3-6 Discovery of Uranium Migration in Groundwater with Silica Colloid

-Devisal of an Effective Method for Elucidating the Chemical Forms of Trace Actinides in Environmental Water-

Fig.3-12 SEC-UV-Vis-ICP-MS analysis

Fig.3-12 SEC-UV-Vis-ICP-MS analysis

Sample components are separated by their size as they pass through a column of eluent. The eluent was introduced on-line to an ultraviolet-visible (UV-Vis) spectrometer and then to an inductively coupled plasma mass spectrometer (ICP-MS) to analyze its components. The conventional method analyzes colloids only, using a single column. This study used two columns with opposite charges to analyze both the colloid and the ions by directly injecting environmental water into the columns. The results obtained by the two columns were compared.


Fig.3-13 SEC-UV-Vis-ICP-MS analysis of Horonobe groundwater

Fig.3-13 SEC-UV-Vis-ICP-MS analysis of Horonobe groundwater

(b), (d) Ultraviolet absorption. (a), (c) 238U. The sizes of components can be estimated based on the retention times of colloids with known sizes. Larger colloids are eluted faster. For a colloid, the sizes estimated by two columns with opposite column charges are similar. For an ion, very different sizes are estimated, because the retention times differ greatly between the two columns, due to the interaction between the ion and the charge of the column (b, d).

It is thought that actinides do not migrate in environmental water (EW) in ionic form, but rather, migrate together with colloids by being adsorbed onto them. However, this theory has not yet been experimentally confirmed because there have not been any methods for effectively investigating trace actinides in EW and thereby determining what colloids transport them and whether actinide ions can migrate by themselves.

The SEC-UV-Vis-ICP-MS method has been used to analyze colloids in EW. This method separates colloids by their sizes and detects trace elements in them (Fig.3-12). In the conventional method, relatively large colloids in EW are collected in advance, and are then injected into a separation column for analysis. This method has the disadvantage of being incapable of analyzing ions and small colloids. To solve these problems, we took note of the charge of the separation columns. By injecting EW as it is into a separation column, actinides in all states are detected. Since colloids and ions are separated by sizes and charges, respectively, it is predicted that colloids and ions can be distinguished by comparing the two results obtained by columns with opposite charges.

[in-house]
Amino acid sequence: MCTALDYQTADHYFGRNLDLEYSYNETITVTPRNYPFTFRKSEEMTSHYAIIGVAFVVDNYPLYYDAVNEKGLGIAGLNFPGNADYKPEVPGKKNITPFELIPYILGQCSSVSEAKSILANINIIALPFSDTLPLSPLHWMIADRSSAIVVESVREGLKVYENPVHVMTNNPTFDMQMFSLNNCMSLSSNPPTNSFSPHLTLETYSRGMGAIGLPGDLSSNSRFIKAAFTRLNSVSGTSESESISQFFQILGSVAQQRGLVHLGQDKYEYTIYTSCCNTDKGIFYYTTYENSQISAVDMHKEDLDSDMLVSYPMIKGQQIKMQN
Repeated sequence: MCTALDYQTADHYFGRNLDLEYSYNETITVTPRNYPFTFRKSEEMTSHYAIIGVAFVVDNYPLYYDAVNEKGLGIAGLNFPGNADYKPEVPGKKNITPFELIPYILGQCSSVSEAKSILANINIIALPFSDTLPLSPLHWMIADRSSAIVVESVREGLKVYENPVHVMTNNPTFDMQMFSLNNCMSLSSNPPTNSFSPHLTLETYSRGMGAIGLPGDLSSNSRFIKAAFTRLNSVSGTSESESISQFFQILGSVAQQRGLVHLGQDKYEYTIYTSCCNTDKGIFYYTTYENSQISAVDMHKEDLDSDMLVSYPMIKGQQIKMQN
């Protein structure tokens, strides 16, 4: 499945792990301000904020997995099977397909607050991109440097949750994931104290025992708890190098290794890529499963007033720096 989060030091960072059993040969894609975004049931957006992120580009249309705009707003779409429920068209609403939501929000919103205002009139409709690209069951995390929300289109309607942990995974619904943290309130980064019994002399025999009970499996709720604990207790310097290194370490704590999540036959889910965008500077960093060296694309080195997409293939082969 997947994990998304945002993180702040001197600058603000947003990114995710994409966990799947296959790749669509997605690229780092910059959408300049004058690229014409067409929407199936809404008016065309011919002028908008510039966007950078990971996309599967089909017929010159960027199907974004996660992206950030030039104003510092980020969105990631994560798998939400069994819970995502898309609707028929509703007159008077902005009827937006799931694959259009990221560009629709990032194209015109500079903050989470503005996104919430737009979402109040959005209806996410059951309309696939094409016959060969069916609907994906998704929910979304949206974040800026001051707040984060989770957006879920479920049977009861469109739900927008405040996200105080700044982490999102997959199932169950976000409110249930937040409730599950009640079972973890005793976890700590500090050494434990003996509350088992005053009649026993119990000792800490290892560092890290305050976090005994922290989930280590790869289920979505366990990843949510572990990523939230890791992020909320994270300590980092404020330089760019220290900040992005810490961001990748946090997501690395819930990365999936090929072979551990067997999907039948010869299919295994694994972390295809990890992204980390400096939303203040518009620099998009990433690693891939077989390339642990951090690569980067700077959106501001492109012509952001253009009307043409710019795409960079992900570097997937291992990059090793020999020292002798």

We analyzed trace uranium (U) in the groundwater collected at Horonobe, Hokkaido (Fig.3-13). A single peak of U was detected by each column. The sizes of the uranium-bearing substances, estimated from the times when the peaks appeared, were very similar to each other. This result shows that U was present as a colloid.

Trace U does not form an intrinsic (true) colloid. All the silica contained abundantly in the groundwater was eluted with U. This result revealed that U was present as a pseudocolloid, which comprised U adsorbed onto silica colloid. To our knowledge, we are the first to have discovered this type of pseudocolloid of U. The results also revealed that this groundwater did not contain U ions, because no other U peaks were detected.

This study devised a powerful analytical method for elucidating the forms of trace actinides in EW. This method is broadly applicable to various water samples, including experimental samples, and future application in various research fields is expected.


| | | | |